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Berberine supplementation reduces a major colorectal cancer risk factor

Colorectal cancers are the second-most common cause of cancer death, which makes the results of this large two-year study a pretty big deal if they hold up to replication.

Study under review: Berberine versus placebo for the prevention of recurrence of colorectal adenoma: a multicentre, double-blinded, randomised controlled study

Introduction

Cancer is the leading cause of death worldwide. Behind lung cancer, colorectal cancer[1] is the most common cause of cancer death and the fourth most common cancer after lung, breast, and prostate cancer. There were around 1.8 million cases of colorectal cancer worldwide in 2018, resulting in close to 900,000 deaths. Most colorectal cancer cases develop from benign tumors (adenoma) that undergo genetic changes[2] over time (at least 10 years) to ultimately become cancerous (carcinoma). This process, often called the adenoma-carcinoma sequence, is depicted in Figure 1.

Figure 1: The adenoma-carcinoma sequence

Reference: Nguyen et al. Oncol Lett 2018 Jul.[3]

Early detection[4] through colonoscopy screenings is associated with reduced risk of recurrent colorectal cancer and death, and removal of colorectal adenomas appear to reduce the risk of colorectal cancer mortality[5] and incidence[6]. However, recurrence is common[7] and most potential nutritional[8] or pharmacological chemopreventive agents are not recommended[9] due to inconclusive results, short study duration, and side effects.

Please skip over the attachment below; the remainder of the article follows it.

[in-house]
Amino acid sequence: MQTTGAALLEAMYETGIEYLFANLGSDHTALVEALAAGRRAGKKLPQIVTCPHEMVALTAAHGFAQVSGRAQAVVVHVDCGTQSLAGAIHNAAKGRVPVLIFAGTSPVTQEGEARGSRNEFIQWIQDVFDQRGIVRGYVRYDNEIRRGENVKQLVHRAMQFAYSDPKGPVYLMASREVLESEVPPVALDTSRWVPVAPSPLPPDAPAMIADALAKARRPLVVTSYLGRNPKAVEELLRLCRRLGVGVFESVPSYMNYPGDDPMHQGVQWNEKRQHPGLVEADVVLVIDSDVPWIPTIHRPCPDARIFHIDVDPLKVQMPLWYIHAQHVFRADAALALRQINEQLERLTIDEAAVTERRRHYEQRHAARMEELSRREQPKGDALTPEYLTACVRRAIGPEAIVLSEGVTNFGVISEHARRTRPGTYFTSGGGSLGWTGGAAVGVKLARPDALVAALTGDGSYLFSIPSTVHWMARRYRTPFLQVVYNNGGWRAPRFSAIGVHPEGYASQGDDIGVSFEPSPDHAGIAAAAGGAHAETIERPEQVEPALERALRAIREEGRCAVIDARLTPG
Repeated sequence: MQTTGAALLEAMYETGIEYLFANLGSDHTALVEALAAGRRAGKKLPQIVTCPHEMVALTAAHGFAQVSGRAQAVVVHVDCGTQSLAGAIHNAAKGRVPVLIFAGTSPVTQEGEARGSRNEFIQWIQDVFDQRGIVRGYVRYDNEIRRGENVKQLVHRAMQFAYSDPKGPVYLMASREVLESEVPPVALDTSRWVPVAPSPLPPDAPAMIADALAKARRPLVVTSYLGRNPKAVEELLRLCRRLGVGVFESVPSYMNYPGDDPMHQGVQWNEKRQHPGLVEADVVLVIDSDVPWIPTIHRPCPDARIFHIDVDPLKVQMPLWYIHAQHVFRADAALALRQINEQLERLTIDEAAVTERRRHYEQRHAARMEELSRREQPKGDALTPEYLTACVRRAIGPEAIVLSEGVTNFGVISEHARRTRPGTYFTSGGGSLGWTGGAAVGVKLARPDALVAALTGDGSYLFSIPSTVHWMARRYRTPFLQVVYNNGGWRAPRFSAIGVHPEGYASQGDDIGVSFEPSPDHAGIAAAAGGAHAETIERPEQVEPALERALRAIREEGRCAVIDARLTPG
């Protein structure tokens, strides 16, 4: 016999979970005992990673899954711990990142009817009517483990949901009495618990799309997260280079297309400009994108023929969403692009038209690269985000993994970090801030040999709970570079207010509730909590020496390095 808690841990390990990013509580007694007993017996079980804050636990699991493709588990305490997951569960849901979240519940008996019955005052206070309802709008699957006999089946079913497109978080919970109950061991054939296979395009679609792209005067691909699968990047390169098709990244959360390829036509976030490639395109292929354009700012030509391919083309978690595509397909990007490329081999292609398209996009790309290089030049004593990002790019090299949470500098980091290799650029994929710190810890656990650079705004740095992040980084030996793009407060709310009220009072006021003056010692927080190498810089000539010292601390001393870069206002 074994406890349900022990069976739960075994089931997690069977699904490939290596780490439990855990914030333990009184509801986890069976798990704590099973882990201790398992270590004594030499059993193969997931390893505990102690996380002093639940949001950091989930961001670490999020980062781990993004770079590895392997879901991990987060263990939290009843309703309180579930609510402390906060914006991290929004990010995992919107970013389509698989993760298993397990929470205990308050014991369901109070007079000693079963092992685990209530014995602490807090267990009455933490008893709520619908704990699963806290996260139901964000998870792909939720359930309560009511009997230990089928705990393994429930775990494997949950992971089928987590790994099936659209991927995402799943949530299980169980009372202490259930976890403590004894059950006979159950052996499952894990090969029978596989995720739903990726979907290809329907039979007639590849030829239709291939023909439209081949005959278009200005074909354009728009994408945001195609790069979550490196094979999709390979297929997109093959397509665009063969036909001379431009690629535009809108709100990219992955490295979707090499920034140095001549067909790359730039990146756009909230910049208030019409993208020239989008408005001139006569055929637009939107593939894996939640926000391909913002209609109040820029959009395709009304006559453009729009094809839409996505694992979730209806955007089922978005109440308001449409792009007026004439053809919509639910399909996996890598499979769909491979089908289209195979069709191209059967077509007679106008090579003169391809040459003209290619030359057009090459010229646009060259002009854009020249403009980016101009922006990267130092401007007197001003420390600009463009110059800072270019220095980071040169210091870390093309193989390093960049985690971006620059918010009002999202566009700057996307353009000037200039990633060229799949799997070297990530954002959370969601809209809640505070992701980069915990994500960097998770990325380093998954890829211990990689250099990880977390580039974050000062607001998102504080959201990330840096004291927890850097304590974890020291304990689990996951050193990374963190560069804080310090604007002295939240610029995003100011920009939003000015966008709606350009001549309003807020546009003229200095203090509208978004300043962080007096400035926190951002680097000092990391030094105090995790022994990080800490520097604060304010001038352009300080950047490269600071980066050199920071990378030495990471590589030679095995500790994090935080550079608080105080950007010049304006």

Multiple compounds have been studied for chemoprevention, including aspirin, non-steroidal anti-inflammatory drugs, COX2 inhibitors, vitamin D, calcium, folic acid, and metformin. Berberine is a molecule extracted primarily from the barberry plant, which was used in Asian and European traditional medicine, though it is found in other plants, too[10]. Berberine has demonstrated a strong anti-cancer potential[11] in in vitro and animal models[12]. It has been shown to modulate the tumor microenvironment and inhibit tumorigenesis, perhaps in part due to changing the composition of the microbiota.

In humans, clinical trials[13] have demonstrated the therapeutic potential of berberine, which is often hailed as a natural alternative[14] to metformin in the treatment of metabolic disease, diabetes, hyperlipidemia, hypertension, and other diseases, with good tolerance and minimal side effects, but very few human studies have examined the anti-cancer influence of berberine. The authors of this multicenter, randomized, double-blind, controlled trial investigated the clinical potential of berberine for the prevention of colorectal adenoma recurrence.

Colorectal cancer is one of the most common and deadly cancers that generally develops over time from benign tumors (adenoma) in the colon. While early detection reduces the risk of colorectal cancer mortality and incidence, recurrence is common. Thus, researchers have been investigating potential chemoprotective agents. Berberine has demonstrated strong anti-cancer potential in in vitro and animal models, but no human trials have been conducted. The authors of the study under review aimed to evaluate the preventive potential of berberine for colorectal adenoma recurrence.

What was studied?

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The bigger picture

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Frequently asked questions

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Other Articles in Issue #66 (April 2020)